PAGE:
A B12 deficiency - in data
New York Yankees pitcher Roger Clemens is feeling the heat. A former trainer has said he injected the seven-time Cy Young winner with steroids and human growth hormone, but Clemens says the only injections he received were of vitamin B12 and lidocaine, an analgesic. Lidocaine is sometimes injected into joints to dull joint pain -- a potential problem for an aging athlete -- but B12 injections are more commonly used to treat pernicious anemia and address diet deficiencies in the elderly. Physicians generally believe that the well-nourished rank-and-file don’t need it, but the vitamin hasn’t lost its luster among those who say it boosts energy.
Vitamin B12 is an essential vitamin found primarily in animal foods. The body uses it in the formation of DNA and red blood cells, and it’s necessary for the healthy functioning of the nervous system. For people who are deficient or at risk of deficiency, injections can be helpful. For a well-nourished pitcher hoping to improve his fastball, not so much.
“Some athletes believe that vitamin B12 injections will increase oxygen [supply to the muscles] and that that enhances performance,” says Andrea Giancoli, a spokeswoman for the American Dietetic Assn. and consultant for the L.A. Unified School District on nutrition and policy. “But in the absence of a vitamin B12 deficiency, the studies don’t support that.”
Aside from a 1989 report in the International Journal for Vitamin and Nutrition Research, which found that a combination of B1 (thiamin), B6 (pyridoxine) and B12 (cyanocobalamin) improved fine motor skill in target shooting, the evidence is scant, writes Thomas Brenna, professor of human nutrition at Cornell University, in an e-mail.
And B12 injections are not going to give the average person an energy boost, says Dr. David Baron, chief of staff at Santa Monica-UCLA Medical Center and Orthopaedic Hospital.
“For my entire career, I have encountered patients who have requested B12 shots, and I’ve been explaining to them that they serve no useful purpose,” Baron says. “Honestly, this is an argument that’s been going on between Western scientific physicians and complementary and alternative healthcare providers for many, many years.”
Some weight-loss programs even recommend B12 injections, says James Hill, director of the human nutrition center at the University of Colorado. “But there’s no indication that they’re doing any good,” he says.
In fact, when the body is drenched with B12, the kidneys will filter out whatever isn’t needed, says Dr. Michael Karp, an internist and assistant professor of clinical medicine at USC School of Medicine. The upside is that too much B12 probably won’t hurt you, he says.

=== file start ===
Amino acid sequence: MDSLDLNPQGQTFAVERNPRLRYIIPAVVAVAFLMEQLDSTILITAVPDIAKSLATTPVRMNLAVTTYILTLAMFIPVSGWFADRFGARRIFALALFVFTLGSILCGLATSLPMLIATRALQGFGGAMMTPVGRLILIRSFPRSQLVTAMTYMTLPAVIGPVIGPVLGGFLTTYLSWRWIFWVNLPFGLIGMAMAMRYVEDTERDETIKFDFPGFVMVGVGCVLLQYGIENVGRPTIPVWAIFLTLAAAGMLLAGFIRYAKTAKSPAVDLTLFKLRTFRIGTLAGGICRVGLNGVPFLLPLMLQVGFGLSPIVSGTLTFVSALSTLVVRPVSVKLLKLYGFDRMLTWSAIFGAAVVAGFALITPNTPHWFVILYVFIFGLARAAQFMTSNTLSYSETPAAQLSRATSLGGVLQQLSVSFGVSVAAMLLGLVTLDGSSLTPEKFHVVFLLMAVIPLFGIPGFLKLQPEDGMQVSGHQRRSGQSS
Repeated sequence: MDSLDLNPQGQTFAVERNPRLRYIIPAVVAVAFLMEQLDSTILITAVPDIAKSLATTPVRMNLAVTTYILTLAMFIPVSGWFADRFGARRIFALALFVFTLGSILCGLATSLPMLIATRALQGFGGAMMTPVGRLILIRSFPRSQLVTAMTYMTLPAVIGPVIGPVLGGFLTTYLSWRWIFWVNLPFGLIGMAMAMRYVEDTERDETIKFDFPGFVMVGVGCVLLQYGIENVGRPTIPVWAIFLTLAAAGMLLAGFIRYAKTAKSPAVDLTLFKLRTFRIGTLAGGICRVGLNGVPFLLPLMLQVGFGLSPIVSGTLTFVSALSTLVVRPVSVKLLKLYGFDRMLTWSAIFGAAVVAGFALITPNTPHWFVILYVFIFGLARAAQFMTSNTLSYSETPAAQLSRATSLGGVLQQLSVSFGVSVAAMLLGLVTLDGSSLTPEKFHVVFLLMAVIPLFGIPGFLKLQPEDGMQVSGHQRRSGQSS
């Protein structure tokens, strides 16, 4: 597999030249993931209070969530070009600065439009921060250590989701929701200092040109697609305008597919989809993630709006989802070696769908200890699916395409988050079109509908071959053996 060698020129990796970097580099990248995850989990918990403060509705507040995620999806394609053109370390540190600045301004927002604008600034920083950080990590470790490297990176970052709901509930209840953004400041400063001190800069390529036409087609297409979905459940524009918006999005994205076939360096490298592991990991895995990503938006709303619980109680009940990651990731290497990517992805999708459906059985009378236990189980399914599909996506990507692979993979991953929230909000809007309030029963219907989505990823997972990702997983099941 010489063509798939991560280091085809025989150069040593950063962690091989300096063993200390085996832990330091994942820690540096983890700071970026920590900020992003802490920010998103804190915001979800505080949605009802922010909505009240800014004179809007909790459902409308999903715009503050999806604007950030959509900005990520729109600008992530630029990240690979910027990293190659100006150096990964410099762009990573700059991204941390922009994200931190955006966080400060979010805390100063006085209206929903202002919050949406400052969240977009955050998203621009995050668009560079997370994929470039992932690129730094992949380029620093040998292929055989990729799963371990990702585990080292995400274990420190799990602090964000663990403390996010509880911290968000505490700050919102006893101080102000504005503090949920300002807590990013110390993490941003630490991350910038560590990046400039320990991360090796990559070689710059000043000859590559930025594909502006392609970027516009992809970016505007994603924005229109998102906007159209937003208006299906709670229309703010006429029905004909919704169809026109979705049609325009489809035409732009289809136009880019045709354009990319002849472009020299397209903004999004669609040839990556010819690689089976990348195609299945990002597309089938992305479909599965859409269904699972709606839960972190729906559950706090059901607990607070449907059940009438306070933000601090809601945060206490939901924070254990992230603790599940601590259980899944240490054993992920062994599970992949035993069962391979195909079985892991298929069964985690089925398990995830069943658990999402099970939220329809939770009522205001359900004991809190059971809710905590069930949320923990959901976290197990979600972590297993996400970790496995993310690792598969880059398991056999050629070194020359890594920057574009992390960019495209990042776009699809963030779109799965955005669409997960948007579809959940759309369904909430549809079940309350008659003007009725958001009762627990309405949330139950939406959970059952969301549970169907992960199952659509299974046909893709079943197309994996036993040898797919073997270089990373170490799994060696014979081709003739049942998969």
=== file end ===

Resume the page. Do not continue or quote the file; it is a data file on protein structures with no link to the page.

The basis for the belief that vitamin B12 shots can provide energy goes back decades, Baron says. “Before we knew how to manufacture B12 in an injectable form, people who were deficient for various reasons were quite ill,” he says. Once physicians began giving B12 shots to this population, “people who were horribly chronically anemic from B12 deficiency just basically came to life,” he says. “It was a miracle.”
The average person needs 2.4 micrograms of B12 per day, and most people get sufficient amounts in their food, particularly given how many foods -- such as cereals, nondairy milk, meat substitutes and protein bars -- are now fortified with B12, Giancoli says.
Vitamin B12 has a somewhat tangled path to absorption. The vitamin needs an acidic environment in the stomach in order to be released from food. It then binds with a glyco-protein compound called intrinsic factor, which allows it to be absorbed through the small intestine. If the stomach doesn’t have a sufficient hydrochloric acid or lacks intrinsic factor, absorption will be limited.
To be sure, a deficiency of B12 can have serious consequences -- including pernicious anemia and nerve damage. “The nerve damage can start with memory problems, declined cognitive function, tingling in the extremities and can progress,” Giancoli says. “And the neurological changes may not be apparent in everyone. There may be very general symptoms, like fatigue, weakness, weight loss, constipation, loss of appetite.”
People most at risk for B12 deficiency are patients with certain types of gastrointestinal disorders (such as Crohn’s disease), vegans and the elderly. The elderly are at risk for a number of reasons, says Dr. Marie Bernard, a spokeswoman for the American Geriatrics Society.
“As you get older, you’re more likely to have accumulated medical problems that might prevent you from absorbing B12 optimally,” Bernard says. Those events would include surgery to remove part of the intestine, and use of certain medications, such as acid-suppressing drugs.
As for that other segment clamoring for injections -- the worried well who believe the shots boost energy -- B12 may also have a benefit of sorts: a nice little placebo effect.
“Quite frankly,” Karp says, “I’ll sometimes get a new patient who says that they’re getting a monthly vitamin B12 injection and that it makes them feel better, so I’ll continue to give it to them. If it makes them feel better, that’s still something.”